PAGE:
This is my first foray into wearable electronics. It is a sound activated hat. There is a microphone below the bill of the hat that picks up the voice of the wearer as well as ambient noise. The sound is converted to light using a small board sewn into the back of the hat. The light patterns in the animated image to the left are random flashes triggered by sound. The intensity of each flash varies with sound level.
Most of the material used was purchased from Adafruit. The microphone is their MAX4466 microphone amplifier. The controller is a an Adafruit Gemma, and the lights are NeoPixel digital RGB LED’s on a strips. The LED’s are individually addressable which makes it possible program very complex patterns using just one pin on the Gemma board. I chose the randoms flashes for this project, but more informative light responses to sound could be used. In fact, after I completed this project, I found a very similar sound responsive baseball cap on Adafruit’s website. The sound/light relationship in their project shows a more informative equalizer pattern.
The Gemma board has a small Arduino compatible chip and can be programmed using the Adafruit IDE for Arduino. This makes programing a breeze. The Gemma Attinny85 chip is not as versatile as larger Arduino chips, but it is perfect for small, simple projects like this.
There is no one, perfect place to put the microphone. I chose to put it facing down along the underside of the bill. This makes it much more responsive to the wearer voice, while still allowing to to pick up ambient noise as well. Of course if you wear this hat near any kids, be ready to be yelled at. They love seeing their voices making the lights flash.
The electronics can be easily powered by a small 3.7 volt LiPo battery. The appeal to this is that the battery can fit snuggly and unobtrusively into the inter lining of the cap. In the first version of the hat I used a LiPo battery, but after using to for a while and having my kids ask if they could bring it to school, I decided that I’d like to power it with something less reactive than a LiPo battery. I know that many people use LiPo batteries in wearable projects, but I want my kids use this as often as they want and without supervision. The idea of having them running around with a LiPo battery in the brim of their hat on a hot – and possibly sweaty – summer evening did not appeal.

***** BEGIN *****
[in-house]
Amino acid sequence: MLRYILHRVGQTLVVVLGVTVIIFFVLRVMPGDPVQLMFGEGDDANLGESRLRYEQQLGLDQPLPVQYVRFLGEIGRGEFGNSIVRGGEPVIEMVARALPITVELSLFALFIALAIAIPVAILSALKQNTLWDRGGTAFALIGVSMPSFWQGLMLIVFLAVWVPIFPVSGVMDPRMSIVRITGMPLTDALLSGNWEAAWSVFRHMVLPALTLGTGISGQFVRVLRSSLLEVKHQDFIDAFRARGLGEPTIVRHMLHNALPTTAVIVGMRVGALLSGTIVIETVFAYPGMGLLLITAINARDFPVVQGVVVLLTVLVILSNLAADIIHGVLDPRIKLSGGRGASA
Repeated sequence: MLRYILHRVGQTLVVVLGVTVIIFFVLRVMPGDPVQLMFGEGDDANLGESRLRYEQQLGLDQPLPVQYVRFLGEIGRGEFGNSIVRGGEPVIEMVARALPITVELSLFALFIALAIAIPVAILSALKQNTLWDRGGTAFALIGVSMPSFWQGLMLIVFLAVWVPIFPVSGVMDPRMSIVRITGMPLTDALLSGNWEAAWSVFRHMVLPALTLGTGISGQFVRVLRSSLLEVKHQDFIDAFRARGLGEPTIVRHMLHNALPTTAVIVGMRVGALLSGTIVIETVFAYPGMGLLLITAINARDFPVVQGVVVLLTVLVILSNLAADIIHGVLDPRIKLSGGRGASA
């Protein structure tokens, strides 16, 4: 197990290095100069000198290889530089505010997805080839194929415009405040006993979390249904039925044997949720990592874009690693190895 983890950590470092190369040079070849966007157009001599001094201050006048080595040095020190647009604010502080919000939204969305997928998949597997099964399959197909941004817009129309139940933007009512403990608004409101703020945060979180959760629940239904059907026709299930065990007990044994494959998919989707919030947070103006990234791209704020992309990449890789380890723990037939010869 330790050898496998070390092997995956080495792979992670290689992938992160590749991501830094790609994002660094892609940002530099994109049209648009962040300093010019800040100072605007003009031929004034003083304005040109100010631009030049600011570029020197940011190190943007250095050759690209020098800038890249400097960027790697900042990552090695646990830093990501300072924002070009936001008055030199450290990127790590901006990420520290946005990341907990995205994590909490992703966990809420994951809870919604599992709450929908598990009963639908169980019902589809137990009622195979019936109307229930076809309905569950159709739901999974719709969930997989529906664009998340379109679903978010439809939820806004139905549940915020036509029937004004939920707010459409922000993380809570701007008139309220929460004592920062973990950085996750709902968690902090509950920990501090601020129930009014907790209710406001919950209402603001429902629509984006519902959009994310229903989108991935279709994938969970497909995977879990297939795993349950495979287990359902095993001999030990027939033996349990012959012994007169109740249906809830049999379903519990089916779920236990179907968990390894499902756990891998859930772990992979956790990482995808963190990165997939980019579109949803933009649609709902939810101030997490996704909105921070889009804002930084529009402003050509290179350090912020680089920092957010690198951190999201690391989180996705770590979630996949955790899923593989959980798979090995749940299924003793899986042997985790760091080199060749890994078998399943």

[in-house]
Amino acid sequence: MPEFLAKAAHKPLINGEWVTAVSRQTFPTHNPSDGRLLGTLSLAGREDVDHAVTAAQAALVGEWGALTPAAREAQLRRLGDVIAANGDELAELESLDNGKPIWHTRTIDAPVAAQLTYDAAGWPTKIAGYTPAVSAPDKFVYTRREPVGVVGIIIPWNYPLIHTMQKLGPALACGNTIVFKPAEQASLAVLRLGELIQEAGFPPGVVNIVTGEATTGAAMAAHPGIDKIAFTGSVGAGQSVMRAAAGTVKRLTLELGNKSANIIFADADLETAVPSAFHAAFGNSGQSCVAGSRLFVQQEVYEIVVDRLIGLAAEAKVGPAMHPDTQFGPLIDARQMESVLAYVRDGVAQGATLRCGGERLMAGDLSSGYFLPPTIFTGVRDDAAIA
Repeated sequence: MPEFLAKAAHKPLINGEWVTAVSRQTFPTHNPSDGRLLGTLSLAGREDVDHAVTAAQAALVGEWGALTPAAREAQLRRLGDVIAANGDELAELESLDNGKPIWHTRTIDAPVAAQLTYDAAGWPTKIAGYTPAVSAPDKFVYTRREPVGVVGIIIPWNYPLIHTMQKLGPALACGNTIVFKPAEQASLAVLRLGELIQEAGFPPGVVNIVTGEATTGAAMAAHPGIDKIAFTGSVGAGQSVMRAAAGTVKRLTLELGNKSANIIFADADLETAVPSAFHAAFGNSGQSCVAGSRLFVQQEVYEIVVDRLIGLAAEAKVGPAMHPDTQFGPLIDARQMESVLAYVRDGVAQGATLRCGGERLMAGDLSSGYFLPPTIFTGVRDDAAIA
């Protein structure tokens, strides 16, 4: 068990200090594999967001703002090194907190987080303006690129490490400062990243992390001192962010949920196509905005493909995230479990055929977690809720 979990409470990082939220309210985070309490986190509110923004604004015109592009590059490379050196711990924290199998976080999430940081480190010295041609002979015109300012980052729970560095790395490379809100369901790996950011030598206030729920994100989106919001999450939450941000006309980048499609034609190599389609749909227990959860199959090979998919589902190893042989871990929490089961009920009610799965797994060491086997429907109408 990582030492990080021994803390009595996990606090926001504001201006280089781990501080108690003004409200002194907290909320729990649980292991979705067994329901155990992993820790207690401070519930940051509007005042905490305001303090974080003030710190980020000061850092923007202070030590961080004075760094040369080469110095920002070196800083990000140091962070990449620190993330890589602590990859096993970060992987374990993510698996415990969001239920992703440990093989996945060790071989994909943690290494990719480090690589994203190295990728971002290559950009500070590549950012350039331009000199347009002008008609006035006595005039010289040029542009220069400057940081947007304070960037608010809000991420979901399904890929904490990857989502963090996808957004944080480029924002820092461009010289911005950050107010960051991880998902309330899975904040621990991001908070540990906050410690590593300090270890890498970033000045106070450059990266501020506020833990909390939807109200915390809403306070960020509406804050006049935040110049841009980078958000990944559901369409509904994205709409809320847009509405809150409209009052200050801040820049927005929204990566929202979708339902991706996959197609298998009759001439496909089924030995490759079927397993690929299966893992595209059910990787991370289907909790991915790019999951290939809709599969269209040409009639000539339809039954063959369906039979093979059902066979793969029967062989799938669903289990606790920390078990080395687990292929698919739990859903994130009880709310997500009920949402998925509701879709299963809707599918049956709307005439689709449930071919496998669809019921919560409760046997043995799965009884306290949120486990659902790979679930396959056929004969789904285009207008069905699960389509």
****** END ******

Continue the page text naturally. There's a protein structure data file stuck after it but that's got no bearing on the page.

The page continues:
The Neopixels need more than 3 volts to run, so I had to come up with a way to attach 3 AAA batteries to the hat. After a bit of trial and error I settled on designing and 3D printing a custom plastic case for a round 3 x 1.5V AAA battery holder. The internal holder is the kind found in many small LED flashlights. The holder I used was scavenged from an old flashlight but similar ones are readily available online.
This round holder is perfect – it is compact, all of wiring between batteries is done within the casing, and the circuit is easy to complete by connecting positive and negative leads to the pads at either end.
The 3D printed battery case I came up with is round and has removable, threaded caps on either end. The threads allow for the ends to be tightened enough to ensure that the internal battery holder is held securely and that the circuit is reliably completed.
To complete the circuit I included one through hole and one partial hole in each cap. By running a wire through the full hole and securing it in the partial hole, the positive and negative leads are pushes against the connections on the battery holder when the caps are tightened.
This holder is much bulkier than the LiPo batteries, but I don’t have to worry about my kids head catching on fire.